Jun 14, 2007


Working out, safely.

After seven years of living within the vicinity of readily available public amenities, I've decided to make use of one of them,the local gym, two months before we're due to move out. It's no fancy affair, just a few equipments in an eighteen-by-nine room. The work clothes I got for myself at the beginning of my tenure is beginning to feel snug and I wasn't breaking enough sweat walking from my friend's car to the train station entrance. I'd have gladly walked the distance from my office to the station if not for several life-threatening factors.

To begin with, the roads here are rarely curbed, meaning you'd be walking ON the road,either on the side or, if you're completely bonkers, right smack in the middle of it.(I think the government's campaign for people to walk against traffic is pointless so long as they're still walking ON the road).

Even if there are continuous and safe curbs to tread on, there's the dogs issue to deal with. Here in the motherland, domestic felines and canines alike roam the streets unhindered. Just last month my family had a nerve-wrecking encounter with a surprised-but-decided-to-be-fierce mongrel on our walk to the local mamak's. It was an amazing scare but none of us were hurt, except for maybe my father's pride when he slipped to his rump in taking off his sandal to fend of the malicious dog. So you see, a walk down the street 3 minutes from home can be quite a life-threatening adventure.

Say the local authorities, for some insane reason, decided to do their job and round up all the strays, another issue persists. Local dog-owners, at least the ones in my neighbourhood and the ones near my office, seem to favour the streets as one big, free, maintenance-free litter box. This is as disgusting as you can imagine. Every morning and evening, on my way to and from work, I can see individuals standing by the road-side, innocently holding a leash while their domesticated poop-machines do their 'job'. Some don't even bother going into the bushes. I used to walk home during my final years of high-school and I've been an unwilling witness to the products of this daily irresponsible act. I'm sure some irreversible damage's been done to my psyche from unwanted sightings of excrement. Don't get me started about (accidentally)stepping on a pile of crappola.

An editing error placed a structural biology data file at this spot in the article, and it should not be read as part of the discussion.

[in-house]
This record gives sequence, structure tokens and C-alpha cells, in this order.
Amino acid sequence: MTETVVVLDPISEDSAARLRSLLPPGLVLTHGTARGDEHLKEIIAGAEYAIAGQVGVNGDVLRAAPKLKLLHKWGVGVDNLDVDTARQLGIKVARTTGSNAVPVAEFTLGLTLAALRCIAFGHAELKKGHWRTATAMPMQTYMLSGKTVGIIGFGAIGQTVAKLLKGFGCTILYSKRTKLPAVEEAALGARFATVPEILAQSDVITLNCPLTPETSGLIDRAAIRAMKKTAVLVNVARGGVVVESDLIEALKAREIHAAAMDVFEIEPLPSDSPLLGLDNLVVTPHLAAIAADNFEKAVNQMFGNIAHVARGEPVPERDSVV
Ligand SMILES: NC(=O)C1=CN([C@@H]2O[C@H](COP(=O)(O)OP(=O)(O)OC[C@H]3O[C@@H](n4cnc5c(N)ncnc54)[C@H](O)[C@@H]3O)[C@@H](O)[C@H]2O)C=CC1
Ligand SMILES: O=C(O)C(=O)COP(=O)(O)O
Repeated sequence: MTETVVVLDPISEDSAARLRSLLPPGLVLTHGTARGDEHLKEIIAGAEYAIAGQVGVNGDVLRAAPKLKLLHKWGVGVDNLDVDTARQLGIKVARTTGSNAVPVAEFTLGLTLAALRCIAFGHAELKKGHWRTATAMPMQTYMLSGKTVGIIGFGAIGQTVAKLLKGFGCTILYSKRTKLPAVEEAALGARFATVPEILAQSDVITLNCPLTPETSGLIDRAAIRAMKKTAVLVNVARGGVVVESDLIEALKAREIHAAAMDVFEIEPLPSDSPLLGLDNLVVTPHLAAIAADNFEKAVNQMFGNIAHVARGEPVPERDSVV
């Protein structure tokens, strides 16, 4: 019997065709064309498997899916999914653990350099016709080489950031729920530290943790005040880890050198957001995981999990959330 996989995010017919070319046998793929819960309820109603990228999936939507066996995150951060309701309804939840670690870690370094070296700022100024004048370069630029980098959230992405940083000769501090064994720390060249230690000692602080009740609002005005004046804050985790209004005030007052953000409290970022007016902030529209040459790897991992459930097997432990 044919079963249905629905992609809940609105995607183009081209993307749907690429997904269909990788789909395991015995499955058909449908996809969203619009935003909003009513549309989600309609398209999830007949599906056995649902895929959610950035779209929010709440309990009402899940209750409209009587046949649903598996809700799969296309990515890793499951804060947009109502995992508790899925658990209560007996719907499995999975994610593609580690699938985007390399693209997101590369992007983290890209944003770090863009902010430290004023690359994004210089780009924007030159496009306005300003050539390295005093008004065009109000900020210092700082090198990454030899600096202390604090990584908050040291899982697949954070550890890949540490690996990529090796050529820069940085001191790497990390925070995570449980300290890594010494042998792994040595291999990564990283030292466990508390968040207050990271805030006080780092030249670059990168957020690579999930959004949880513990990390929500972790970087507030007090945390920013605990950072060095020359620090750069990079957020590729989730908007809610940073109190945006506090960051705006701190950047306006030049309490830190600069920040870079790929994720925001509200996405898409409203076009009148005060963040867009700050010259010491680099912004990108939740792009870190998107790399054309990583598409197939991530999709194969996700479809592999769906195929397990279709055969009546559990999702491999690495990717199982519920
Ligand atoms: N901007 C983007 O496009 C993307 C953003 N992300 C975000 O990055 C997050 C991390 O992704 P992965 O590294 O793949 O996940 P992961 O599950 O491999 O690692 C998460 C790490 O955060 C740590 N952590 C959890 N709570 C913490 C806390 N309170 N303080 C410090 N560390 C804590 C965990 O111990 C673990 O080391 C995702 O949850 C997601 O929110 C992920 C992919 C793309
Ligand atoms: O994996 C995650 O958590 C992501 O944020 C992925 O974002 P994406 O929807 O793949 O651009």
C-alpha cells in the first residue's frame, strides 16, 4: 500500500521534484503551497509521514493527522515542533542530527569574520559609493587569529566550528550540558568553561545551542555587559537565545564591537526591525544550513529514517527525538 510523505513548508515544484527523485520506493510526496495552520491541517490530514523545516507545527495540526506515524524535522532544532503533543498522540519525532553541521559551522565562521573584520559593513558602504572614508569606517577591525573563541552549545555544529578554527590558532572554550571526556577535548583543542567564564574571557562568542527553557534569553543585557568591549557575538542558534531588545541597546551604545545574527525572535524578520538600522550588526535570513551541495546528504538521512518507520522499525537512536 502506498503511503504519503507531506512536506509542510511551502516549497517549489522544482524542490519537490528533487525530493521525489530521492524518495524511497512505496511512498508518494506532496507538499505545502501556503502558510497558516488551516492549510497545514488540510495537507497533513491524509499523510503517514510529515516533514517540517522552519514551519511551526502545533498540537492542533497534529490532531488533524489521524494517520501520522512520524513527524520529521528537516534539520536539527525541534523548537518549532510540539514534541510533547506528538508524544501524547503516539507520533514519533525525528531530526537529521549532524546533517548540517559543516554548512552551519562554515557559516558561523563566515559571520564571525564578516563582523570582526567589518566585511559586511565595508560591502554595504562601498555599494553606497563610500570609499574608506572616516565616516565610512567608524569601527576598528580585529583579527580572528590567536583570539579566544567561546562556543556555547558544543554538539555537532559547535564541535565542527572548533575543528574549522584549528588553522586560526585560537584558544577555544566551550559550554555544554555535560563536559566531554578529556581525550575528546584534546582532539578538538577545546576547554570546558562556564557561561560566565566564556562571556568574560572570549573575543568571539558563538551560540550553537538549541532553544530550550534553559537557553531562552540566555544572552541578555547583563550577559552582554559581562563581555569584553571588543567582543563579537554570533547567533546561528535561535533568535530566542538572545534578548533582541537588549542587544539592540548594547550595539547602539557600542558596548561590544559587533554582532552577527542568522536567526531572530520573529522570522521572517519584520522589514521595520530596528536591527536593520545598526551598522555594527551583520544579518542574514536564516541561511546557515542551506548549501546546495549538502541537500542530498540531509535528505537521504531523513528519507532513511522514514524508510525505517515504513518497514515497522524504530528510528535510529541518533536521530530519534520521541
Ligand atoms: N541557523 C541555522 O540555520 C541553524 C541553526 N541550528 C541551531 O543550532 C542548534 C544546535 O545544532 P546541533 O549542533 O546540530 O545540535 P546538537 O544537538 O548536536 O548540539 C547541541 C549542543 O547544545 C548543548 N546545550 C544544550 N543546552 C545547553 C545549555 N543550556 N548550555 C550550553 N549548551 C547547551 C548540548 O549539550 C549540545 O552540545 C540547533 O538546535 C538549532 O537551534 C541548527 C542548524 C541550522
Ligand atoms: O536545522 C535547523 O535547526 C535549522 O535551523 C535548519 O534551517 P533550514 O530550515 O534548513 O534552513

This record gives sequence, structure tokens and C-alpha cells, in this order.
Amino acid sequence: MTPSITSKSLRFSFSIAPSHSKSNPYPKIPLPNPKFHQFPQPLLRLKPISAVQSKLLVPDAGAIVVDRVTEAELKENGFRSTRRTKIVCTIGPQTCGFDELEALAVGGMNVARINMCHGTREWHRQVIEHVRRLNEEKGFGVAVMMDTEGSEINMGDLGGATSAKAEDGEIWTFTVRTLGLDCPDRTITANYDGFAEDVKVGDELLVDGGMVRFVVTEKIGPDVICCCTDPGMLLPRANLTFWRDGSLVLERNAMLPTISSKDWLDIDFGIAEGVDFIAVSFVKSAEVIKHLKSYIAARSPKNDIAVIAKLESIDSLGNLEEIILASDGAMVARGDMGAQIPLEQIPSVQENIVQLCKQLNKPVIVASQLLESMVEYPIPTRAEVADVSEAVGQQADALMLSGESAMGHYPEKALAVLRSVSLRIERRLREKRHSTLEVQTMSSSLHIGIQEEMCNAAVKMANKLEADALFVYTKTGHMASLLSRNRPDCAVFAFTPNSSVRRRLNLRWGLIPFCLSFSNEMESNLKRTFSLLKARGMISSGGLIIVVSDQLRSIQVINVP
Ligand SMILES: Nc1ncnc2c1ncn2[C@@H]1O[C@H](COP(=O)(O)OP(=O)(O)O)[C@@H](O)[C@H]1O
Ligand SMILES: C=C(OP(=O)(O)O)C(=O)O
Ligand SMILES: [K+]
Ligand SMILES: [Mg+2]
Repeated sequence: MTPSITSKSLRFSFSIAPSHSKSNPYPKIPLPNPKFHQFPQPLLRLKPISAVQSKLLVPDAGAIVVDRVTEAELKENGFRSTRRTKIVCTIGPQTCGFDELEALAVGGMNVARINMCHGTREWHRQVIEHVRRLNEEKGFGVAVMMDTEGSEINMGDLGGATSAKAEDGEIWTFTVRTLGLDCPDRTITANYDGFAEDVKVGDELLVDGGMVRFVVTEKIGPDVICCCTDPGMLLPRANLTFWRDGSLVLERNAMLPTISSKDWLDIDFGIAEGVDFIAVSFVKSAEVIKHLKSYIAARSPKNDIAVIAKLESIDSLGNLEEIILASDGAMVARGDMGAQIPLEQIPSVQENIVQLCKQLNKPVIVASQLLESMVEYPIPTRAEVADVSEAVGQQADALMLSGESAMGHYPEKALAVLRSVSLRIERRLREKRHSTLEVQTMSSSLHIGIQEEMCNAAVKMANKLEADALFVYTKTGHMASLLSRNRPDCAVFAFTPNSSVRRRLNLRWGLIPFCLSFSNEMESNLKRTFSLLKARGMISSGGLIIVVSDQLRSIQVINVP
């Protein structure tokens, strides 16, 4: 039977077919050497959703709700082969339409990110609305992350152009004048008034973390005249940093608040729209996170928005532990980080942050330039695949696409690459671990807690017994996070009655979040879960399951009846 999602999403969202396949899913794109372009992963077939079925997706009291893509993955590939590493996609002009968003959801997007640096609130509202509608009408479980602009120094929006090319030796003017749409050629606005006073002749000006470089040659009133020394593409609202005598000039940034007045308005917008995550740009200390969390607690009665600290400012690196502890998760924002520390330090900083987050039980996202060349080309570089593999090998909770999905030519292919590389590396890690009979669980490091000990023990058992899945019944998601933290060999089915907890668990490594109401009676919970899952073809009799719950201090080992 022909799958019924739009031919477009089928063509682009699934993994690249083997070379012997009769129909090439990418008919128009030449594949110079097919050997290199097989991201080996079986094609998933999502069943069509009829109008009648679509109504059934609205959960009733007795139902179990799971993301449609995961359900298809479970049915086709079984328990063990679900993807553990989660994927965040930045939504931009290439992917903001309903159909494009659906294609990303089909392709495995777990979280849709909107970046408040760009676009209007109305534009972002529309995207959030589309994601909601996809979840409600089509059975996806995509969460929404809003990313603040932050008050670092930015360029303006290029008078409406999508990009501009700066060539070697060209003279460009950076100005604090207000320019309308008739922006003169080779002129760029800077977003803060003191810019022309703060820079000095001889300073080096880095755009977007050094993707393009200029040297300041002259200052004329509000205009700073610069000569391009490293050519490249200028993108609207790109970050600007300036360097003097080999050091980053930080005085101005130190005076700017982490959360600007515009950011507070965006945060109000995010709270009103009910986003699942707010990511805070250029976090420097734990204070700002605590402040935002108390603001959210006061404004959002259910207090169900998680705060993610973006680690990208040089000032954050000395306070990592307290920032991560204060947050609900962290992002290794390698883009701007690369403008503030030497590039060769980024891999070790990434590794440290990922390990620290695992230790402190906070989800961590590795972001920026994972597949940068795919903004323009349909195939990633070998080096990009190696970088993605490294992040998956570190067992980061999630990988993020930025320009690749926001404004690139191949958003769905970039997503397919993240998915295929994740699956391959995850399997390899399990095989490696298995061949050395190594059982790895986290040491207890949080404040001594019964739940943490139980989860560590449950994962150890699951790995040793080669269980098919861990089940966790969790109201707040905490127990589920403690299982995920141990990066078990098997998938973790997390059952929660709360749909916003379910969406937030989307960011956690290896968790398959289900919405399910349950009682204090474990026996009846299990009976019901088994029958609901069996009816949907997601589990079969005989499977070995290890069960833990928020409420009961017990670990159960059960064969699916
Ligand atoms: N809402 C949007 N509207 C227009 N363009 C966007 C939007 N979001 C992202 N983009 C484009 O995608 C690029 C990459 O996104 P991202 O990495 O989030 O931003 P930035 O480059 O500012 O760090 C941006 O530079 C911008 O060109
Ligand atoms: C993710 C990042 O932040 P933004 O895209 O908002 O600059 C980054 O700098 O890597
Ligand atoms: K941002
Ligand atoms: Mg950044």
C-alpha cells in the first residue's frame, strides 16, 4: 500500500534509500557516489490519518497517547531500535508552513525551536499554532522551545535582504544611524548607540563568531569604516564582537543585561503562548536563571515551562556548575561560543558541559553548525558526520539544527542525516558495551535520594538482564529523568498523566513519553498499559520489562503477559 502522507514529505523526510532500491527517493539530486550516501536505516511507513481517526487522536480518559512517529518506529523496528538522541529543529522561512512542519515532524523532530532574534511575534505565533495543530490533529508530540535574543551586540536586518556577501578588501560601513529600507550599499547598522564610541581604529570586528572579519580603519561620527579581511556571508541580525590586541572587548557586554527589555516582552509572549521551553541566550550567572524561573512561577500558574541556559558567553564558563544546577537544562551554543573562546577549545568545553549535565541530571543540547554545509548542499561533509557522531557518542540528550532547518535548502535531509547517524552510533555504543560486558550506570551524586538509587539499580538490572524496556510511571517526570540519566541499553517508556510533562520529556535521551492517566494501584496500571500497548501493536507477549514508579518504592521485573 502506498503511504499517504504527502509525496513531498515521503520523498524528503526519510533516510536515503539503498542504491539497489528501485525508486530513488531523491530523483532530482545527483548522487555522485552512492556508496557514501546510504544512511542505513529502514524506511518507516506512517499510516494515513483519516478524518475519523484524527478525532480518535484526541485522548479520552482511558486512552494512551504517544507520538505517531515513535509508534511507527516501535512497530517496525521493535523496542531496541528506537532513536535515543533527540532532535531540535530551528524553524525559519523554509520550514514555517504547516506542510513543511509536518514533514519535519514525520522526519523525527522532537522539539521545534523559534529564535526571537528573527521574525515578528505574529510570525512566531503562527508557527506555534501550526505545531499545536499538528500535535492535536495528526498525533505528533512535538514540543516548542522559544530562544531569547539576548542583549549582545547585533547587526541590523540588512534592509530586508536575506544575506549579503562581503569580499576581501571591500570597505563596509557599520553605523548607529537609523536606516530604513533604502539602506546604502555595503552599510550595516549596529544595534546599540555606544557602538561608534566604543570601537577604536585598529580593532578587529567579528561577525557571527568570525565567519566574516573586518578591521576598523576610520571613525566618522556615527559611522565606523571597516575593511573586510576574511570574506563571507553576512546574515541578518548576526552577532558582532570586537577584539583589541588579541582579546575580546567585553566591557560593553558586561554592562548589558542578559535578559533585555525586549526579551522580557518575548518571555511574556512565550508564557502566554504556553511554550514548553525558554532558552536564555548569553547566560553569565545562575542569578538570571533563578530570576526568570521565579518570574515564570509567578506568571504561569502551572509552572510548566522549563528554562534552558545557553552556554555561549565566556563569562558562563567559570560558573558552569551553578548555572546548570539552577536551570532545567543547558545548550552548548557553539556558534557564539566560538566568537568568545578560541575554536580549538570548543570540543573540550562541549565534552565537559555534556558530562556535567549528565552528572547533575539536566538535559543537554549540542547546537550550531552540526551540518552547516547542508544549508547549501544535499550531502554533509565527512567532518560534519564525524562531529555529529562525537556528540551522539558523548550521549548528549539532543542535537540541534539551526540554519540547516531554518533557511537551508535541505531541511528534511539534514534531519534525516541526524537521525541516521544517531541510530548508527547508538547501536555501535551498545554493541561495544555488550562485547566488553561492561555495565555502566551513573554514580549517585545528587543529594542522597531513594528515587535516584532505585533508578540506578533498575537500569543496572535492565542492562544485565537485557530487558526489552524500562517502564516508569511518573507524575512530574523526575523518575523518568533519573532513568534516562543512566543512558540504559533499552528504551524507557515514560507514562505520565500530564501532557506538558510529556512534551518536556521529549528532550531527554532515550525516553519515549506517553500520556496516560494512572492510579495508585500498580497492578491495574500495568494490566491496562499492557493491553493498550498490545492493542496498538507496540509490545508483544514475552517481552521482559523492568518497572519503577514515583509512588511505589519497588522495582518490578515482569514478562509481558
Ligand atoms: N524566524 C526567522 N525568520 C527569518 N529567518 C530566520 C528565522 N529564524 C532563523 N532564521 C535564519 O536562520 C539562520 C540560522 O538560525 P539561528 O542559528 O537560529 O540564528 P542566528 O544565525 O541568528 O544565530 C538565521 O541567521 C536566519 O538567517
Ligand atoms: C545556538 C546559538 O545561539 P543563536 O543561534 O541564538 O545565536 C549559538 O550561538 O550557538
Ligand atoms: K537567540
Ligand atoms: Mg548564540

Irresponsible bowel movements and insufficient pedestrian amenities aside, there's the motorists creating traffic and emitting carbon. The dangers of inhaling car exhaust is an old and oft-discussed issue. Pedestrian priority is non-existence here in the motherland. The rule is, if you see someone trying to cross the road, be sure to speed up and make sure the person doesn't cross in front of you. Now, thanks to low cc motorcycles that can weave in and out of traffic and in between cars faster than you can run to the loo, we're faced with the danger of snatch- thieves. This reckless breed of purse-dippers are becoming bolder too, slashing their victims needlessly in procuring their loot. Every time I cross the road, my purse is clutched to my chest rather than kept in my hand-bag. In the event that my handbag gets snatched, I'd at least still have saved my purse. It's ridiculous carrying a bag that doesn't serve any purpose. That clearly reflects the (near-bedlam) environment we've had to live in.

So, after seven years if walking and looking past that gym, I've decided to put on some running shoes and give it a go. At least I'd be breaking a sweat without unwittingly reducing my life span.

No comments: